My relationship with Gareth Southgate is great. He was managing Middlesbrough at the time when I joined the club on loan from Real Madrid, it was his first job after his playing career, but I always knew he’d have a future in the game. I was surprised when he got sacked by Middlesbrough because – if I remember right – they were going quite well in the Championship.

I didn’t realise how difficult it must have been for Gareth in those early months as a manager until I retired and got into coaching myself. He went from playing in the UEFA Cup final against Seville, to being manager of a football club six weeks later. No A license, no B license, nothing. He did so well to keep Middlesbrough in the Premier League for those two seasons, and he deserved his chance with England.

Sometimes it’s about being in the right place at the right time. Gareth did a really good job with the under-21s, he got the chance after Sam Allardyce and he took it. England hadn’t looked as good as they do under him for years.

Gareth Southgate, England

He’s a really affable character, Gareth. He’s a likeable man, and you could always see him creating what he’s done with England. England squads of old show us that you can have all the best individuals and not the best team. Look at us in 2004 with the likes of Paul Scholes, Frank Lampard, Wayne Rooney, John Terry and Rio Ferdinand. These are unbelievable players, world-class players. But world-class players don’t necessarily make a team. Gareth’s really built a team, and it’s so good to see. I really hope he wins something during his time in charge.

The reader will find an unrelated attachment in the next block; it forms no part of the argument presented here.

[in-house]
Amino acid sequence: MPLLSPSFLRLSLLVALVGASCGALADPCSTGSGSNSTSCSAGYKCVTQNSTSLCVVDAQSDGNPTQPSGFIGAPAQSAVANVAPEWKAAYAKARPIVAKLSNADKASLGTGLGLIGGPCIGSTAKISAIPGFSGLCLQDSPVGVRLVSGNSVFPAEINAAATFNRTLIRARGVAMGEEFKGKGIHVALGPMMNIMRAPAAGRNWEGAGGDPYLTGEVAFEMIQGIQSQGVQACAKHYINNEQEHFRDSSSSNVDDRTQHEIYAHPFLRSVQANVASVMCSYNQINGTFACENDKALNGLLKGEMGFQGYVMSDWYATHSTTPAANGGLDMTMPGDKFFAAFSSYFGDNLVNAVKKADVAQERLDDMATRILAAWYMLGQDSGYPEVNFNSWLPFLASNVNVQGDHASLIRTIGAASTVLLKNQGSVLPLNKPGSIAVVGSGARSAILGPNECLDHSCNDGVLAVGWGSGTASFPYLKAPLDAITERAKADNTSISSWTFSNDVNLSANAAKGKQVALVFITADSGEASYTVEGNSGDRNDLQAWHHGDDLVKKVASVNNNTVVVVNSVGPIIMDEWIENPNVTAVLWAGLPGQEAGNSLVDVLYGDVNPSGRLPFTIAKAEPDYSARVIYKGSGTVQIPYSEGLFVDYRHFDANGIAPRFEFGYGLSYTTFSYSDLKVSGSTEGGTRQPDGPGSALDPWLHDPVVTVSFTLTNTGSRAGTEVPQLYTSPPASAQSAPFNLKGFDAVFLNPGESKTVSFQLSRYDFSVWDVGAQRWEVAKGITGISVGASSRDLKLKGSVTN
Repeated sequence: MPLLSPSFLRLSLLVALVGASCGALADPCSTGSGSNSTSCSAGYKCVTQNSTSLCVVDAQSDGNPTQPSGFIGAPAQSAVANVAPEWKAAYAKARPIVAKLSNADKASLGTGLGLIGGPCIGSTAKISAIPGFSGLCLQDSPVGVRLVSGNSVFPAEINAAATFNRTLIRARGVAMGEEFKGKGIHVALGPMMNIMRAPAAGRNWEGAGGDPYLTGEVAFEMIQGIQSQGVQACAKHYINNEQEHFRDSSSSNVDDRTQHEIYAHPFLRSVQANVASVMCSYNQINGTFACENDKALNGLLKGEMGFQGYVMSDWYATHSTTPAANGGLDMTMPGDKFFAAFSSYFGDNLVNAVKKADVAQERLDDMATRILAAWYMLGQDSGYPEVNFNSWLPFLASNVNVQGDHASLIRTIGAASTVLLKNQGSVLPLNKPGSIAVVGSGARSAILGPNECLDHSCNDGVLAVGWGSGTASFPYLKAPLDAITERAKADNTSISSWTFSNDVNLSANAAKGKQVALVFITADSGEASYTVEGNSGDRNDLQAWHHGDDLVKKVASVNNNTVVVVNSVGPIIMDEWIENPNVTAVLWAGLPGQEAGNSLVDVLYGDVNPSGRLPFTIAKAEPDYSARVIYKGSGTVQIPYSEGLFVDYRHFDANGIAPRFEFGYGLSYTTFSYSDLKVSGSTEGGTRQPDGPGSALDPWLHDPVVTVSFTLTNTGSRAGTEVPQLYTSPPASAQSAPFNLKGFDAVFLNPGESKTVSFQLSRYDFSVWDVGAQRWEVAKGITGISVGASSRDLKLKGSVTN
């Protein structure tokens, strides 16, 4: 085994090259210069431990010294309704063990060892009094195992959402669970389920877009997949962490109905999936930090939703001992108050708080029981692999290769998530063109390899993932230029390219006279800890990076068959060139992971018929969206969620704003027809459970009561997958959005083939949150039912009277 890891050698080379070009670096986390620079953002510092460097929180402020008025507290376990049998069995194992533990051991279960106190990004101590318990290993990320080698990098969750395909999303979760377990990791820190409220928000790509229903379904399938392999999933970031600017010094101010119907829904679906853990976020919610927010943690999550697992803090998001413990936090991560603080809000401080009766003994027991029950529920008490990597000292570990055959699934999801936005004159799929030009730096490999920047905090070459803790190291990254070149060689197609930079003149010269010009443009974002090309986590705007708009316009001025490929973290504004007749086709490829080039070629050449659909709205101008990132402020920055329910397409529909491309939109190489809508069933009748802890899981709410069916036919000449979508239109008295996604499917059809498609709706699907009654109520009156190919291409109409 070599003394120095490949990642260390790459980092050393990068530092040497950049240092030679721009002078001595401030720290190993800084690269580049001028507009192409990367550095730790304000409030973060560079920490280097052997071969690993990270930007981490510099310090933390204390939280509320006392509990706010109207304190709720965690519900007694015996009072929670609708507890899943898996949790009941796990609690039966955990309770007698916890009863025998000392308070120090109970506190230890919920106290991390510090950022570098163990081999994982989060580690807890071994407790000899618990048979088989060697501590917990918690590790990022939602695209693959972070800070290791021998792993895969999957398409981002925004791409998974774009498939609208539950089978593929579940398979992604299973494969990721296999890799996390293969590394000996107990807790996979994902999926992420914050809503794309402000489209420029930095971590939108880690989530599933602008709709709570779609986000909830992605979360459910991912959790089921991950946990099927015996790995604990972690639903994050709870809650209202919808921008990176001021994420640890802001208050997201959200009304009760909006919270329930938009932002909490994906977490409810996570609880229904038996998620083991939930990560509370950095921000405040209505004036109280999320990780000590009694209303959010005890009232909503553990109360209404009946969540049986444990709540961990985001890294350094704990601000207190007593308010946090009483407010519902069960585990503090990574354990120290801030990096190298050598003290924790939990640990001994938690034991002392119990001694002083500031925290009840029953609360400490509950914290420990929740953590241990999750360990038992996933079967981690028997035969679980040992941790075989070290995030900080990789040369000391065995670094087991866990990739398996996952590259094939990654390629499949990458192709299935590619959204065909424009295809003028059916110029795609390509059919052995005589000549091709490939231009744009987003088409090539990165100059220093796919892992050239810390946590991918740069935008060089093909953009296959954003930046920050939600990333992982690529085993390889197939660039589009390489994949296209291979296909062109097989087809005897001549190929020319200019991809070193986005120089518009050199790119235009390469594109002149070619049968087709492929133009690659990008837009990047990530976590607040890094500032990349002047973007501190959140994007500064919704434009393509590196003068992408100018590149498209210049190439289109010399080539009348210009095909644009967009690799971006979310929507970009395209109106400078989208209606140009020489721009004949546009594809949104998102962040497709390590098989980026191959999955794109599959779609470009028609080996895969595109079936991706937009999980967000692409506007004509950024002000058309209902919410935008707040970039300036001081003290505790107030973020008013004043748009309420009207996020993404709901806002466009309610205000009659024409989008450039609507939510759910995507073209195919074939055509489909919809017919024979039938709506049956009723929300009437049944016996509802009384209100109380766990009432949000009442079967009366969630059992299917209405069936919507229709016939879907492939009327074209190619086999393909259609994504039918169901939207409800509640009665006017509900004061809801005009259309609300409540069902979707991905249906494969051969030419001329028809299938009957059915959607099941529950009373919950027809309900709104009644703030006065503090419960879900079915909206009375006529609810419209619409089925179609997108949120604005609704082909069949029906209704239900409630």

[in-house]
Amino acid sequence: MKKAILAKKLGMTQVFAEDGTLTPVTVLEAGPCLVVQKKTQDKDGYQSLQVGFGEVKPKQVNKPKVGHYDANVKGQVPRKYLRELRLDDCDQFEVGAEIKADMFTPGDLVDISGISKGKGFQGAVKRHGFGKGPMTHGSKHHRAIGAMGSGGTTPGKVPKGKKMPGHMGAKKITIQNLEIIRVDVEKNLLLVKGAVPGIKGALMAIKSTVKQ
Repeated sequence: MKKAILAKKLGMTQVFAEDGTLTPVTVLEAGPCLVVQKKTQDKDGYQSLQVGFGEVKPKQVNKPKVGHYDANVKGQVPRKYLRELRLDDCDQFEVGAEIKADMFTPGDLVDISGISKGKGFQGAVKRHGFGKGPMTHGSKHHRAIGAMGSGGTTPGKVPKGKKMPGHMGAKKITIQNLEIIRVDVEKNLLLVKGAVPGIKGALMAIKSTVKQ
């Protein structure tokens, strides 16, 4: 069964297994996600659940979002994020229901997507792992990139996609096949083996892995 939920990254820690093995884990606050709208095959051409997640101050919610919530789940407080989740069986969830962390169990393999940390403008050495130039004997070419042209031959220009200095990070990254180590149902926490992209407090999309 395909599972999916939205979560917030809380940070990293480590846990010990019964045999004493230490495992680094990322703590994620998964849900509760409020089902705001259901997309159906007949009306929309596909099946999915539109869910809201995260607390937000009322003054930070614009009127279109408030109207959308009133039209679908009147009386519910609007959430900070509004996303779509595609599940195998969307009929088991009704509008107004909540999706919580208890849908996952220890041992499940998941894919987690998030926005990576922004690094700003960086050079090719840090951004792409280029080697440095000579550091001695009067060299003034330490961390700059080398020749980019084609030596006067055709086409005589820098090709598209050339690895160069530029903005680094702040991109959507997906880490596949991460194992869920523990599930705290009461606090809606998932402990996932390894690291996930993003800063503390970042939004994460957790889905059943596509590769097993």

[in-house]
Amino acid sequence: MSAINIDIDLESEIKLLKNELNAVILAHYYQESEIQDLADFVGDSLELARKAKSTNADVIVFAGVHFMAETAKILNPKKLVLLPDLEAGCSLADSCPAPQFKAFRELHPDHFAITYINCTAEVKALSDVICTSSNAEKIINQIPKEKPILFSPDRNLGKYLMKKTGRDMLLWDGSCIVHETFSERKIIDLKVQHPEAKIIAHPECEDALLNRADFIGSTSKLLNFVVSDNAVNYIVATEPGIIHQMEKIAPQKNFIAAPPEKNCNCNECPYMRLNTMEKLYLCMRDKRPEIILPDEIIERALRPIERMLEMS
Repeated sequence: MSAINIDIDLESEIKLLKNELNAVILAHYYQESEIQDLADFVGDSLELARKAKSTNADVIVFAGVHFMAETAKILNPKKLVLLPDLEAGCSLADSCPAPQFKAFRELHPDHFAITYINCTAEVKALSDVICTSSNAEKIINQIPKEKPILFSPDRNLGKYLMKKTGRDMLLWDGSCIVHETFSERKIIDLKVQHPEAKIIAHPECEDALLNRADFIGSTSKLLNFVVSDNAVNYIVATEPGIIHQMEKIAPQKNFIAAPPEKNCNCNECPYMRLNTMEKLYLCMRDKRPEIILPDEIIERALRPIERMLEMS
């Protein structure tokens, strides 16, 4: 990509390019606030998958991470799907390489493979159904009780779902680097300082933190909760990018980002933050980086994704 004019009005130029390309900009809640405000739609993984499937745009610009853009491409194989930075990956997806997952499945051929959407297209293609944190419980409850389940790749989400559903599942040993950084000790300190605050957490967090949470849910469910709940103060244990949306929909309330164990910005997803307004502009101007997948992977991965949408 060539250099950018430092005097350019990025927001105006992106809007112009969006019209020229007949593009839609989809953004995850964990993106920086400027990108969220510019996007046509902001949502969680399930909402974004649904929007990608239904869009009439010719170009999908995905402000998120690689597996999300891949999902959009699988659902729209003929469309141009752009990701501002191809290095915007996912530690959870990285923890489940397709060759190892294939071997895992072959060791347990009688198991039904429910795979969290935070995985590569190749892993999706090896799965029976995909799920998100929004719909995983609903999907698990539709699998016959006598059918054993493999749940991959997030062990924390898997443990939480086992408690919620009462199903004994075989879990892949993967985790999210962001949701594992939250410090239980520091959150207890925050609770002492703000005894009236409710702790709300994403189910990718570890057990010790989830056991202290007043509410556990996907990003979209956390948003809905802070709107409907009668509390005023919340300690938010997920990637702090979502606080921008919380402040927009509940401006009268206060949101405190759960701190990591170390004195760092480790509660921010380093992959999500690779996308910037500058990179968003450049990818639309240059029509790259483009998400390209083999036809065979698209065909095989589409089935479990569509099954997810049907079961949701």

The next World Cup is going to be difficult. That competition is a different level altogether. I hope they can have a good run-in it but it’s going to be so tough. I went to the Euros semi-final earlier this year and thought we were outstanding. Then I watched the final at home with all of my family and I thought we were outclassed. Italy looked more savvy in all areas, they had more experience and I thought we just struggled to keep up with them in that game. There’s even more of those top teams at the World Cup, with the likes of Argentina and Brazil being right up there.

I’ve got to say I love that clip of Chiellini on Saka

As a fellow centre-back, I’ve got to say I love that clip of Giorgio Chiellini on Bukayo Saka. It was proper ‘thou shalt not pass’ stuff. At the time I was just thinking Saka had to run as fast as he could manage, because otherwise Chiellini was just going to take him out, and that’s exactly what he did.

That’s the thing; sometimes you need to take one for the team as a centre-back. He wasn’t on a yellow card so he could afford to do it. That’s just football; of course fans are going to be wound up by it, but you’d be over the moon if it was the other way around and an England defender had done it.

Any centre-half looking at that foul has had to do exactly the same thing at some stage in their career. I took my lad to the semi-final between Italy and Spain, just so we could watch Chiellini and Leonardo Bonucci. They’re absolutely world class.

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Author

Warren Barner